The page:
A last-minute goal by Fred spared Luiz Felipe Scolari an unhappy return to Stamford Bridge as his comeback as Brazilian coach continued to stutter. The man who steered Brazil to success at the 2002 World Cup is still to win in second spell at the helm but Fred's equaliser in this friendly at least suggested progress is being made.
Scolari is still in the experimental stage of his second coming and picked only five of the XI which lost his first match 2-1 at Wembley last month: Julio Cesar, Dani Alves, David Luiz, Neymar and Oscar. That quintet also started last week's 2-2 draw in Italy, which suggests they are the players he will seek to build his team around.
Having taken over Russia last July, Fabio Capello is more advanced. He is unbeaten in seven games and the Italian's knack of qualifying for tournaments appears undimmed. Russia – minus Arsenal's Andrei Arshavin or Reading's Pavel Pogrebnyak – stand four points clear of Portugal and Israel in Group F with a game in hand, having won their first four matches.
Unsurprisingly Capello's team began with much greater cohesion, opening up Brazil's defence with ease. Set pieces were a Chelsea weakness when Scolari was here and nothing appeared to have changed as players were left unmarked at corners. Alexsandr Kerzhakov could have scored twice, but sliced wide and then saw Hernanes block his shot. Back in the technical area he filled so unsuccessfully four years ago (Chelsea are searching for their sixth manager since, which may or may not explain the rumoured presence of Jose Mourinho, ostensibly a guest of the Brazilian FA) Scolari barked and gestured furiously, and suddenly Oscar, Neymar and Kaka ran at Russia. However, the final pass was often poor and the first half ended goalless.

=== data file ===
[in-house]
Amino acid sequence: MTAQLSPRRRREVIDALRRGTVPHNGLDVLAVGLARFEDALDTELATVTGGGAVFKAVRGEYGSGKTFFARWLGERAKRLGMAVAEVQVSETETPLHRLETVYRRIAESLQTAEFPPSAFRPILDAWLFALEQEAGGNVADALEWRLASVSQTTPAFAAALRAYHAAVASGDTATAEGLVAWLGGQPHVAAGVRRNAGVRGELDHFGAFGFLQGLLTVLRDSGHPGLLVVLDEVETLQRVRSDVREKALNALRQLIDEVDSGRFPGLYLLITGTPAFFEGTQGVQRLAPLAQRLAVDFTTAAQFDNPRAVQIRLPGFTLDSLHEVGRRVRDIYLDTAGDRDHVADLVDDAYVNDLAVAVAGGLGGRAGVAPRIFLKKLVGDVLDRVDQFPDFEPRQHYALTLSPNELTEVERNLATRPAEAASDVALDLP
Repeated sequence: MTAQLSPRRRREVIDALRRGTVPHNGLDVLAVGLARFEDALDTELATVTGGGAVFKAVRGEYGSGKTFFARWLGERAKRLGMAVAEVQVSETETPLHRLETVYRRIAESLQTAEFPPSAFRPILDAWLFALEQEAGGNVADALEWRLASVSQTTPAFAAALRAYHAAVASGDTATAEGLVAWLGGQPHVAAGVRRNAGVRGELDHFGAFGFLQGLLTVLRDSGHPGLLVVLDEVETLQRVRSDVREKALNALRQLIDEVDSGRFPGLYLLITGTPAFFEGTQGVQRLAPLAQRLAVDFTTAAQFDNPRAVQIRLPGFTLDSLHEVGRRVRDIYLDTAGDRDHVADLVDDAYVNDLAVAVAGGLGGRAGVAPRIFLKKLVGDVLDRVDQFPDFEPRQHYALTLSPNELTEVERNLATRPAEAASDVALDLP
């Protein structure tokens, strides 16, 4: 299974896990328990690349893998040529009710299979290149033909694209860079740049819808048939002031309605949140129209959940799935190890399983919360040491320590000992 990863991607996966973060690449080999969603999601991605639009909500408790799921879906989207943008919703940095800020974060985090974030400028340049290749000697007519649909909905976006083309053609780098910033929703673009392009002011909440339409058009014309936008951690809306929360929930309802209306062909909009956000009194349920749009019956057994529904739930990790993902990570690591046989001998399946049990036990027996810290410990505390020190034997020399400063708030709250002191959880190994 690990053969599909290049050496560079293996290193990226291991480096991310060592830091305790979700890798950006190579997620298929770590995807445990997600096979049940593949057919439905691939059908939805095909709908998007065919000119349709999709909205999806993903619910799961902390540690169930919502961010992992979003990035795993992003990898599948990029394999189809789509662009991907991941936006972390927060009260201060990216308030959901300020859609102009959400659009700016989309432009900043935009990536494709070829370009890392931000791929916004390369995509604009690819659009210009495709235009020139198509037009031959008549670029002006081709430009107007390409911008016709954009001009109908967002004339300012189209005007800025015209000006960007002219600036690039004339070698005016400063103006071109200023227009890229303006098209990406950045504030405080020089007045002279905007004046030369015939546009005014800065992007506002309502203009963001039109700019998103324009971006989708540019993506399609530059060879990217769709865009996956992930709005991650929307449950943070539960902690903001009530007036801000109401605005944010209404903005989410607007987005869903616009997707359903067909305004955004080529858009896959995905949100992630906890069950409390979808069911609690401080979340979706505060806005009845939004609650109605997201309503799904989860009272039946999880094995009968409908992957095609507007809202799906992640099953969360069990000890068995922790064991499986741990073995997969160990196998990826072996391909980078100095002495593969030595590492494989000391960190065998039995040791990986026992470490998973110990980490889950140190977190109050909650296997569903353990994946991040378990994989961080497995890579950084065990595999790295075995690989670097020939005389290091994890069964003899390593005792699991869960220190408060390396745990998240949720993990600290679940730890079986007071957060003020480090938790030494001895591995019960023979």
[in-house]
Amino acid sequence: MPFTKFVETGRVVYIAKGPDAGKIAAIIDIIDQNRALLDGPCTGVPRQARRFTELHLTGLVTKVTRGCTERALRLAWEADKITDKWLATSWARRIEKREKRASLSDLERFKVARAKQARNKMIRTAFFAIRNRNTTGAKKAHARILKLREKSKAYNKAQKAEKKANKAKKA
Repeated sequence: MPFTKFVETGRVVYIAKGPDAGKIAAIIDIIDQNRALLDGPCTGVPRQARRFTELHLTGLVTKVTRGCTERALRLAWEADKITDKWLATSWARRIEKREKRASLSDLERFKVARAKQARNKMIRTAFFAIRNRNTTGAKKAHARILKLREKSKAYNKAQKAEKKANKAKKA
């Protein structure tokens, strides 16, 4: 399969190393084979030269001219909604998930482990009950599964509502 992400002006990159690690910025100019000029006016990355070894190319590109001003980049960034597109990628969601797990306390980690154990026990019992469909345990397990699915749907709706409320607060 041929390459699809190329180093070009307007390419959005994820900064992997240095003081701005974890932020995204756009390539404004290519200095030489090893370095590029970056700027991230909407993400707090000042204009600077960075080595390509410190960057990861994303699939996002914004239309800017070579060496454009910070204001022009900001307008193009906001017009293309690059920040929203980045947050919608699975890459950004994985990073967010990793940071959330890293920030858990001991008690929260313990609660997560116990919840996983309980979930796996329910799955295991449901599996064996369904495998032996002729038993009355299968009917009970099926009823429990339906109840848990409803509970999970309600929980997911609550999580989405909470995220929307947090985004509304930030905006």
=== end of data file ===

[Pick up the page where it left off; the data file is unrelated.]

An extraordinary bout of pinball in the Brazil box, with three shots cleared off the line, ended with Viktor Fayzulin scoring. Defeat loomed until Marcelo played a neat one-two with Hulk before squaring for Fred to level. The Fluminense striker's goal saved Scolari from an inquest back home. It is not just the form of the selecao which is worrying Brazilians, it is the knowledge that their rivals Argentina are looking ominously good. Alejandro Sabella, the former Sheffield United player, has blended Lionel Messi's talents into the team and they have taken 19 points from the last 21 to run away with the South American qualifying group. Having lost a home World Cup to Uruguay, losing another to Argentina would be too much for Brazil to bear.
After three testing matches in Europe, Scolari now faces judgement closer to home with a series of matches in South America, beginning in Bolivia and against Chile next month. There follows what amounts to a June roadshow with five games in 21 days against decent opposition, including England, France and Italy. By then it will be less than a year until the World Cup opens in Sao Paulo and we will be much closer to discovering whether Scolari has rediscovered his touch.
Brazil (4-2-3-1): Julio Cesar; Dani Alves, Thiago Silva, Luiz, Marcelo; Fernando, Hernanes; Oscar (Hulk, 67), Kaka (Diego Costa, 78), Neymar; Fred.
Russia (4-2-3-1): Gabulov; Anyukov (Kombarov, h-t), V Berezutsky, Ignashevich, Echchenko; Glushakor, Fayzulin; Bystrov (Shatov, h-t), Shirokov, Kokorin (Zhirkov, h-t; Grigoriev, 86)); Kerzhakov.
Referee H Webb (England).
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